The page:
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Winding your own jm pickups?

Posted: Mon Jan 04, 2021 11:27 am
by hartwekk
Hi folks,

Just wondering about anyone's experience winding their own JM pickups. I picked up a JM kit from a manufacturer where I was able to choose the magnets (A2, A3, A5), pole orientation, bobbin color etc. I opted for A3 in both neck and bridge, North in one, South in the other so I could RWRP, wound 8500 wraps with plain enamel wire - no wax. They came out sounding much more JM than the stock pickups (MIJ Paisley 2017) but lack some girth. So, I would like to roll up another set but am curious what others have done or would recommend? Mix the Alnico magnets between pickups e.g A2 on neck A5 on bridge? Mix them on the pickup itself? Wire changes? Wraps? I think the 8500 was too low, myself, but wasn't sure how much wire I had left on the spool! The resistance on both was around 7.5K, and should be higher I think.

Comments?

Re: Winding your own jm pickups?

Posted: Mon Jan 04, 2021 2:02 pm
by Veitchy
Mixing magnets between the two pickups is relatively common, even 'back in the day'. I think the first LP customs with the staple P90s were A2/A5 neck/bridge from memory. It can be an effective way of getting subtly different voicings in the two positions.

Re: Winding your own jm pickups?

Posted: Wed Jan 06, 2021 11:03 pm
by epizootics
That 'lack of girth' you describe probably has to do with the magnets. Alnico 3 is fairly weak gauss-wise, it's one of those that I always find to sound sweet on its own but lacks body when compared to other similar pickups using other grades of Alnico.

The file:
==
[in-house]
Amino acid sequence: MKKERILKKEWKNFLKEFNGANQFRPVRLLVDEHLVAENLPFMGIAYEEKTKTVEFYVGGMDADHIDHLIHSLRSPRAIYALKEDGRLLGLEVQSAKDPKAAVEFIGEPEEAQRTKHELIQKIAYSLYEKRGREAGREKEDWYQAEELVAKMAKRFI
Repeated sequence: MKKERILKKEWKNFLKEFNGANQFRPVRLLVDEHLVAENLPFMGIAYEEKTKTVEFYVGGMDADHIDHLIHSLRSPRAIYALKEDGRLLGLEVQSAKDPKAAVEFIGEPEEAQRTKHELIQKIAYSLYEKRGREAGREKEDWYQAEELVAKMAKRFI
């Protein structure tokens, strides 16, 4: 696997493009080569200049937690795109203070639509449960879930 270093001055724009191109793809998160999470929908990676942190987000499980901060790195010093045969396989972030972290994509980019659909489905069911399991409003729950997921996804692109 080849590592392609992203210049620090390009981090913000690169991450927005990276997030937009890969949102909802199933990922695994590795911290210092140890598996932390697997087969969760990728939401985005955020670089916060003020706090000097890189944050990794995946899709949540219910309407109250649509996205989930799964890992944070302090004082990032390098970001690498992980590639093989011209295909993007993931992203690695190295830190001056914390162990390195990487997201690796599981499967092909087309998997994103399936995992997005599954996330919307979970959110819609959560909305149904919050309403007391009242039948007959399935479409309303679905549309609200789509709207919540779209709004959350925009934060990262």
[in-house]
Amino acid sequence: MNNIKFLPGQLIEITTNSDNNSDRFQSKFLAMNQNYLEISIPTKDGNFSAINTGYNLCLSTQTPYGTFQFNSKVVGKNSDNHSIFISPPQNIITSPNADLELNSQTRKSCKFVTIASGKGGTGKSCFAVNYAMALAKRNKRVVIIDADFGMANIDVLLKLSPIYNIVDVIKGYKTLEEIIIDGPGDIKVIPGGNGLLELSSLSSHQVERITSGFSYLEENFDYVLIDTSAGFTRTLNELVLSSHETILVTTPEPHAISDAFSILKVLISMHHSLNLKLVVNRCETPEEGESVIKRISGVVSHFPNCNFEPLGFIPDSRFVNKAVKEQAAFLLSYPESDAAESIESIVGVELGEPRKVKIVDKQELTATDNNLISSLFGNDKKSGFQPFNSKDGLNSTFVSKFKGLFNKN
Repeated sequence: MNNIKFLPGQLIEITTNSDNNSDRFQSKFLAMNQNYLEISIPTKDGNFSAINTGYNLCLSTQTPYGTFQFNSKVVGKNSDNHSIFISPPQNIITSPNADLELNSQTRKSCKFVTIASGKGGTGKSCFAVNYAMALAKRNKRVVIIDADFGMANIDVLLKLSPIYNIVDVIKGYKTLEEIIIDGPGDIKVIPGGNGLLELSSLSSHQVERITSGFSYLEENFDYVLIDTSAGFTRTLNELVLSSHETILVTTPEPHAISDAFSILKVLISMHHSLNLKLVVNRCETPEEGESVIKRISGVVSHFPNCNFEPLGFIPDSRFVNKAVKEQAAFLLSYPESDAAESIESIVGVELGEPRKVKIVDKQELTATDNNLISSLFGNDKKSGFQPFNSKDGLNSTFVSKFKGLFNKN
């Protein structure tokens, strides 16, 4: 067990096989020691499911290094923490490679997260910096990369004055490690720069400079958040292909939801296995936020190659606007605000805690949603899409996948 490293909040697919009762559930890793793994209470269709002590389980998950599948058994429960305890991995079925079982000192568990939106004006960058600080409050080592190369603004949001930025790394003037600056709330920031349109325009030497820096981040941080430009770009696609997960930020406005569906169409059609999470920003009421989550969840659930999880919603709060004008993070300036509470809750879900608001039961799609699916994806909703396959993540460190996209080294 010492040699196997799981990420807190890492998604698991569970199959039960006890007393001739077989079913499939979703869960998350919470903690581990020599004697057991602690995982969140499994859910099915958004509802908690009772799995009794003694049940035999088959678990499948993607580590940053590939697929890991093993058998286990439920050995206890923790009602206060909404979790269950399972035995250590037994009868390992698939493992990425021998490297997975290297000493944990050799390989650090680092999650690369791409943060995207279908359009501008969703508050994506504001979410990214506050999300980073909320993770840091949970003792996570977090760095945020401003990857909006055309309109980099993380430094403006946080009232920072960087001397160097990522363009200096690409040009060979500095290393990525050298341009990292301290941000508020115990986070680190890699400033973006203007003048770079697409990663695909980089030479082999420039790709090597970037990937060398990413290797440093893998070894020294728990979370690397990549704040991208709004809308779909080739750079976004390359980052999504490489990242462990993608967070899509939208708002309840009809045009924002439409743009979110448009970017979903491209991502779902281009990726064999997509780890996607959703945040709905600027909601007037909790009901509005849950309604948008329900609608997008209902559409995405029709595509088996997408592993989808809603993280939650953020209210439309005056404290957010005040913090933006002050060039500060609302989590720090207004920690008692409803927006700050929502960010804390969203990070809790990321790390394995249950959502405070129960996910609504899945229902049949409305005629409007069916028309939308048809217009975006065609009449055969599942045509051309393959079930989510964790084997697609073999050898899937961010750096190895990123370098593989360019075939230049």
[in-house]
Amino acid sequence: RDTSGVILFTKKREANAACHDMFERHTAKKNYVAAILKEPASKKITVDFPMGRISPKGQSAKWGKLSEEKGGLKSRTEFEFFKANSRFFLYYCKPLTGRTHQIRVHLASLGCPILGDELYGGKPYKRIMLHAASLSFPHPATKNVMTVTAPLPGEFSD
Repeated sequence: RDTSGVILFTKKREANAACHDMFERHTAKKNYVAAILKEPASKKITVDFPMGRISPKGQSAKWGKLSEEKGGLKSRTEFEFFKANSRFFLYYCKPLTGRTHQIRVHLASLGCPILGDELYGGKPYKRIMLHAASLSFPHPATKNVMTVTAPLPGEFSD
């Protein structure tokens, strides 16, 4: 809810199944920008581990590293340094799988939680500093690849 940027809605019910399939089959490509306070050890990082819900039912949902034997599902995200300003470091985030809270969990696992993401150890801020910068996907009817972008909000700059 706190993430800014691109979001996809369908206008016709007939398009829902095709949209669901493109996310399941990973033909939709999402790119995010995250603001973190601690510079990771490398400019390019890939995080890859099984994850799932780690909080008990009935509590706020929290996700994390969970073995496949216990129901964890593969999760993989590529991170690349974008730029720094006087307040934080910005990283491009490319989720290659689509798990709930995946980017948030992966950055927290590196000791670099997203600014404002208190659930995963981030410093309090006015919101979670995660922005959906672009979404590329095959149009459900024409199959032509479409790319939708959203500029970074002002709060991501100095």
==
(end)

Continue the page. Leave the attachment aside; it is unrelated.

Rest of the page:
Going with A5 in the bridge and A2 in the neck is a good option indeed. You can also underwind the neck pickup by 500-700 turns to keep the output balanced between the two pickups. Remember that a lot of the early pickups were wound until the bobbin was full, which accounts for a pretty wide variation in turn count, inductance and DCR. The trick with JM pickup is to find the right tension when winding. Too little and the coil will be full too soon. Too much and it'll flare like an overfilled sandwich. 8500 turns / 7.5Kohms is pretty standard. An extra 500 turns will lower the resonant peak by a bit and your pickup will sound a bit 'beefier'.

There is less room for that on JM pickups than other designs, but here's a trick of the trade: the closer to the core of the bobbin, the more your winding pattern will have an effect on the sound (that's where the magnetic field is the strongest). If you want to go 'full-tilt scatterwind', you only need to do so with the first 2000 turns or so. After that, you can go back to a more civilized, ordinate winding pattern, which will allow you to fit more wire on the bobbin. You may or may not want to do that depending on what you're after - crazy scatter will reduce the inductance some, thus raising the resonant peak.

If you don't do that already, make sure you tape off the magnets before you start winding. This is an extra insurance down the line - the hard surface of the magnets can wear through the insulation over time and cause shorts. So is a bit of potting, to prevent the vulcanized fiber from absorbing ambiant moisture and deforming through time, as well as keeping the wire from moving too much, at least in the outer layers. If you don't want to wax pot or don't have the equipment (which is quite minimal - a tin can and a pan of boiling water!), you can give your pickup a quick dip in shellac. Put it in, take it out, let it dry for a bit, and repeat a couple of times. It won't do much for microphonics but will at least seal the flatworks.